irt1wm7p6fbmgtx2mb7l (1)
Be the most fashion-forward of your lit clique!

Right now, we’re running a raffle to win a FREE Fashion Fish T-shirt or a Buried in Books T-shirt: find us on Facebook and share this post for a chance to win. (No purchase necessary! Valid in all contiguous dimensions!)

Help us get this amazing wordwork out into the multiverse. Support an emerging literary magazine. Never mix bleach with ammonia. Vote early, vote often. Eat kale. Let literature plug the leak in your sad, corrupt, mortal heart.

State of the Read

About a decade ago, I worked third-shift as a communication assistant at a relay center for the deaf, which meant that I mostly got paid to read books and watch television on my girlfriend-now-wife’s laptop because with the exception of awkward live phone sex internet radio shows and pranksters singing Grease songs, the deaf don’t make a lot of late night calls. Thus, I read something like 60 books that year and was very proud.

So when I saw that I’d only read 27 books this year, I was disappointed. But I made excuses! I was finishing my last year of grad school! I had so much other reading to do! Oh yes, other reading.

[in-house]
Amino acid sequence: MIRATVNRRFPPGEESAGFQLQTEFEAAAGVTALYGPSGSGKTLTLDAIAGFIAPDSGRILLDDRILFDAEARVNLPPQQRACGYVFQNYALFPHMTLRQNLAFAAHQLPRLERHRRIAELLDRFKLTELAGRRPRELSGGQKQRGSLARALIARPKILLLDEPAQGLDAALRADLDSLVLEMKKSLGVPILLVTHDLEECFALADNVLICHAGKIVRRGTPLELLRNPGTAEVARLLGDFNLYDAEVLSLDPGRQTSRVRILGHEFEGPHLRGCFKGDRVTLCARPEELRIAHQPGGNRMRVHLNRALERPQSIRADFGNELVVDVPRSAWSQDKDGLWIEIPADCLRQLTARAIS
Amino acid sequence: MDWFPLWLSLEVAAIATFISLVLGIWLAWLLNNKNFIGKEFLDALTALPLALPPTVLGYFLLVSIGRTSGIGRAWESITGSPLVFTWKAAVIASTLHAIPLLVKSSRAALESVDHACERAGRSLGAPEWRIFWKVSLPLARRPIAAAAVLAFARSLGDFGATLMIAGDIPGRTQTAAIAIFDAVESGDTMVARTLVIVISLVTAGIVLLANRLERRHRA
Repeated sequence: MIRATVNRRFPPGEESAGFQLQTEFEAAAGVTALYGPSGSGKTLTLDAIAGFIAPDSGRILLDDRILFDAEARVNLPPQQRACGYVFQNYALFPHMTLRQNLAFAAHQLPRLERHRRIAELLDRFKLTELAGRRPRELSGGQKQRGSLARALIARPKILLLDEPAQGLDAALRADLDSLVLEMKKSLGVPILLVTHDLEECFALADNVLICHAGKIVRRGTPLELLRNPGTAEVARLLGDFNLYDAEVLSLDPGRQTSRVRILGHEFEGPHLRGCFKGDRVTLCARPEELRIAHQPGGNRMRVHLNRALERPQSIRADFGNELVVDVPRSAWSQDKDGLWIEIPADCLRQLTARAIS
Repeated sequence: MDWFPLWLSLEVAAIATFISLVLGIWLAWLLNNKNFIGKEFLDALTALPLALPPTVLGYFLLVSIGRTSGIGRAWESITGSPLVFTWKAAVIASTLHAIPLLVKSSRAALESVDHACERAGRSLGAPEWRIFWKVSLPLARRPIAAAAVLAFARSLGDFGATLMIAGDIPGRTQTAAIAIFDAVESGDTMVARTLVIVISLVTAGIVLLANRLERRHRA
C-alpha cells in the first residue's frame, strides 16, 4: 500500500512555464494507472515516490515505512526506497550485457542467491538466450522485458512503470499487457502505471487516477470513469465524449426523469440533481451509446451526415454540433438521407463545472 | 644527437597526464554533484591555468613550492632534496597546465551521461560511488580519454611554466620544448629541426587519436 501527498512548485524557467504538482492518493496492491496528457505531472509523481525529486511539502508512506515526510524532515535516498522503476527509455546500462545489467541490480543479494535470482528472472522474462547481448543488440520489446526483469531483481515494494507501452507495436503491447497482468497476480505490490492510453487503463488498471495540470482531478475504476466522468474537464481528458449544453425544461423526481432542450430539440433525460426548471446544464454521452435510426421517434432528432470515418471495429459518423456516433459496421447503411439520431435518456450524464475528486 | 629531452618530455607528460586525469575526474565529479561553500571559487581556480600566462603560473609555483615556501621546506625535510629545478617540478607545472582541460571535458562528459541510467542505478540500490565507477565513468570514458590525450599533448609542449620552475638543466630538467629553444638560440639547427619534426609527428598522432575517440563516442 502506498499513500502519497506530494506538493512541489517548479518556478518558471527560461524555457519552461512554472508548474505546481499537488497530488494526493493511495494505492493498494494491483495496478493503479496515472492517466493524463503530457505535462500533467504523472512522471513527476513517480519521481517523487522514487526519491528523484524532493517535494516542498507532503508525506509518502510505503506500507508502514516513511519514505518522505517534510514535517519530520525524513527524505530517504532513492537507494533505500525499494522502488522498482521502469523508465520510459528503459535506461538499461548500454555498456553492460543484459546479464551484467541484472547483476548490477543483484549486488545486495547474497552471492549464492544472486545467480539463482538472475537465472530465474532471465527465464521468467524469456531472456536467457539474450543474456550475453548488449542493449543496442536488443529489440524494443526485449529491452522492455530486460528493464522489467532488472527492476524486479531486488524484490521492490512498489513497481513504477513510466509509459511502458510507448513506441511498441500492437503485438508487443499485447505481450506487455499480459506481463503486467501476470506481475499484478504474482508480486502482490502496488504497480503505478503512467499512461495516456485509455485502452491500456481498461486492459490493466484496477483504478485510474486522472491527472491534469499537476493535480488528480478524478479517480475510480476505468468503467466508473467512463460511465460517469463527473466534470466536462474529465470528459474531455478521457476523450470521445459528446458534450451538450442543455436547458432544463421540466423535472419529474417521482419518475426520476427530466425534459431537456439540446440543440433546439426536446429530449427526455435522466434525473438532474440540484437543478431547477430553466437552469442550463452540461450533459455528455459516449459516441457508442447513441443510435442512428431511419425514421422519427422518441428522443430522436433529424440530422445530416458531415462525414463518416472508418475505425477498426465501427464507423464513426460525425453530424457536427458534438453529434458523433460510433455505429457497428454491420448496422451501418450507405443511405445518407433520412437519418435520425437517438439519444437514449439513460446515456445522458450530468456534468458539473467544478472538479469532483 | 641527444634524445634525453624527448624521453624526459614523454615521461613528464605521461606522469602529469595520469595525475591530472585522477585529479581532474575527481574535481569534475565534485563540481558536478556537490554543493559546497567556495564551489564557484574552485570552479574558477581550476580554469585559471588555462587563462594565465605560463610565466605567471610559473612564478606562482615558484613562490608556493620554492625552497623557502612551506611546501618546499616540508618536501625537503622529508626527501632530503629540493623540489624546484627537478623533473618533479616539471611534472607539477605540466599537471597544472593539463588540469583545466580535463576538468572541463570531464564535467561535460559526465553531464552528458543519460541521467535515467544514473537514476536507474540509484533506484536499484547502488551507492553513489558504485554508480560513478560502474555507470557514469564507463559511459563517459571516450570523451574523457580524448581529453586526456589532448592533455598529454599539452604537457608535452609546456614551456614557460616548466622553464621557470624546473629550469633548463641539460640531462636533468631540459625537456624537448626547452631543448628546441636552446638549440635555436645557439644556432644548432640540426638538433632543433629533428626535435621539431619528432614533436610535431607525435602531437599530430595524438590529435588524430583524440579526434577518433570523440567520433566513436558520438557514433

Of those twenty-seven books, six I read twice for a form & technique class. One of those I read four times (Claire Vaye Watkins’ Battleborn—51AmSd4FyZL._SX319_BO1,204,203,200_probably best book I read this year.) That brings us up to 36 books.

I listened to The Martian on road trips twice, so that makes 37.

I’m a reader for New England Review and read about 20 short stories a month. That’s 240 stories at about 15 pages each which is 36000 and at an average book length (thank you, Goodreads) of 300 pages, that comes to another 12 books. 49.

Another 175 stories for Outlook Springs, (whose line-up for our first issue is looking amazing) so that’s another 8 books. 57.

An average of two stories per week for 30 weeks in workshop, each read twice. That’s another 6 books. 63.

outlook_duocoverAnd I can’t even begin to quantify the random stories I read this year, here and there, in journals and magazines I subscribe to. And hell, I took a class about The New Yorker with Nicholson Baker and read large swaths of that magazine’s history.

And my own thesis, nine stories I read at least a dozen times a piece. Should I tack on another twelve books for that?